This is a well-written and highly polished memoir about an Orthopaedic surgeon's four year residency at the famous Mayo Clinic in Minnesota. Dr. Collins is a good writer, giving the impression that he poured his heart and soul into this text: it's funny, at times sad and gruesome in parts, but again, reading about the training surgeon, one gets the distinct feeling that these men and women, having to run through the depths of hell to finally get qualified, must be born to the task - or simply masochistic by nature.
If this memoir is to be believed, and there's no reason why it shouldn't, every nightmare story that you have heard about the four-year residency is absolutely true. It's astounding that these people manage to survive - the tortuous long stretches on their feet saving lives, sometimes reaching 60 to 70 hours is nothing less than miraculous. Treating patients day and night, constantly worrying that you'll screw up, taking peoples lives in your hands could send the most grounded individual around the bend - in some cases it does, but for the most part, these people get through to become qualified surgeons, as did Dr. Collins, but through a lot of blood sweat and tears.
Hot Lights, Cold Steel reads like a novel, as the characterization, structure of the plot and the pathos, the utter sadness of some of his cases, and the joy and exhilaration of his successes, had me just as enthralled as any top selling thriller. Dr. Collins has a gift for description as he illustrates the amputation of a limb, including a section of the patient's pelvis, in such detailed imagery, that it became difficult to read. He also has a great sense of humour, which I believe is so necessary to survive in this profession.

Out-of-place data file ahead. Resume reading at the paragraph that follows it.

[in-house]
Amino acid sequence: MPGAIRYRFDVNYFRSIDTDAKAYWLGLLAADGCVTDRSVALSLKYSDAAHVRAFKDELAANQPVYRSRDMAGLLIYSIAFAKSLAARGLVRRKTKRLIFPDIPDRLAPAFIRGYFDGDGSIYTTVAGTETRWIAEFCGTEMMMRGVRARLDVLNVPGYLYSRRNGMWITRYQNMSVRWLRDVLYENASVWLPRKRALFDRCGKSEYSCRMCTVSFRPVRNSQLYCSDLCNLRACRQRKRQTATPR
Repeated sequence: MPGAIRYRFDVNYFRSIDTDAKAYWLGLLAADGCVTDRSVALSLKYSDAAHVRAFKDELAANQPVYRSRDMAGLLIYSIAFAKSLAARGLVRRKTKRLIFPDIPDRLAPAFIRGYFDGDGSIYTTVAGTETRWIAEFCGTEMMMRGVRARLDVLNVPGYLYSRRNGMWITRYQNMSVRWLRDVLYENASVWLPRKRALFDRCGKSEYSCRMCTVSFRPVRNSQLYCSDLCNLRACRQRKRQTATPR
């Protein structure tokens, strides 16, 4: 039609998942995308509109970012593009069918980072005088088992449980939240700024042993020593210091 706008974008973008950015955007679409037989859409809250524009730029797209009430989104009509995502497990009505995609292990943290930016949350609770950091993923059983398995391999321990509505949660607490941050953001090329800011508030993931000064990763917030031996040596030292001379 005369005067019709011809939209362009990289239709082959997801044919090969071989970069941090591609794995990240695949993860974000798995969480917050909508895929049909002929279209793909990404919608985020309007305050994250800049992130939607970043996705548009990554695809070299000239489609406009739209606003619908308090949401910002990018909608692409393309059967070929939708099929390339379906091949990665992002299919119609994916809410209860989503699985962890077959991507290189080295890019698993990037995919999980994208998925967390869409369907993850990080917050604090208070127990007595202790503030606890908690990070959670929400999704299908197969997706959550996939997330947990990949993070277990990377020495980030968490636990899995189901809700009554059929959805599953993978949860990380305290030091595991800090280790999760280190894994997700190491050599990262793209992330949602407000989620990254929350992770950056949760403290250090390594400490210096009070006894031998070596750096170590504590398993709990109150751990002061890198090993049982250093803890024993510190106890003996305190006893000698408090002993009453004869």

One of the more terrible of the Dr.'s experiences was the attempted resuscitation of a six year old boy who had been run over by a drunk. Collins and the ER staff did everything humanly possible to save the child, but his injuries were too severe. The undeserved death of innocence is hard to take, and it affected the attending staff in a big way. This was also terribly difficult to read. Then there was the young kindergarten teacher who just came in because of a slight pain in her hip, to discover her entire skeleton was riddled with cancer, unfortunately she died six months later. After reading about these cases one realizes that life is fleeting and fragile, and should never be taken for granted.
I have always had great respect for those in the medical profession, but this book has doubled that respect and opened my eyes to their tenacity, courage and skill. This is a great book and is highly recommended.